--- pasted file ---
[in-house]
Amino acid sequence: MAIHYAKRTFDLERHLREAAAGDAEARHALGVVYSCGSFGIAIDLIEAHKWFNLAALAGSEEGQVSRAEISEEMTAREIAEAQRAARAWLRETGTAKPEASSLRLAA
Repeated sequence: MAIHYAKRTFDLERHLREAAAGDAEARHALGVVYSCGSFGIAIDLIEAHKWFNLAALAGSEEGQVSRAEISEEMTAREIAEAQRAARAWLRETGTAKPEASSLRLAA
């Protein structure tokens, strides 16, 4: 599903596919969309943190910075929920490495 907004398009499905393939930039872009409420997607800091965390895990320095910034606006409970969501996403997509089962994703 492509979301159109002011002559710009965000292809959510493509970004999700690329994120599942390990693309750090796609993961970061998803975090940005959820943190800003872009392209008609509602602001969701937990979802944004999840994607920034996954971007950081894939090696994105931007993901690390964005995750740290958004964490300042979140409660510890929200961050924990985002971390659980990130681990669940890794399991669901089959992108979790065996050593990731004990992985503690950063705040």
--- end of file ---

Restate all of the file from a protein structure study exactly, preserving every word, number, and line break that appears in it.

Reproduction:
[in-house]
Amino acid sequence: MAIHYAKRTFDLERHLREAAAGDAEARHALGVVYSCGSFGIAIDLIEAHKWFNLAALAGSEEGQVSRAEISEEMTAREIAEAQRAARAWLRETGTAKPEASSLRLAA
Repeated sequence: MAIHYAKRTFDLERHLREAAAGDAEARHALGVVYSCGSFGIAIDLIEAHKWFNLAALAGSEEGQVSRAEISEEMTAREIAEAQRAARAWLRETGTAKPEASSLRLAA
């Protein structure tokens, strides 16, 4: 599903596919969309943190910075929920490495 907004398009499905393939930039872009409420997607800091965390895990320095910034606006409970969501996403997509089962994703 492509979301159109002011002559710009965000292809959510493509970004999700690329994120599942390990693309750090796609993961970061998803975090940005959820943190800003872009392209008609509602602001969701937990979802944004999840994607920034996954971007950081894939090696994105931007993901690390964005995750740290958004964490300042979140409660510890929200961050924990985002971390659980990130681990669940890794399991669901089959992108979790065996050593990731004990992985503690950063705040």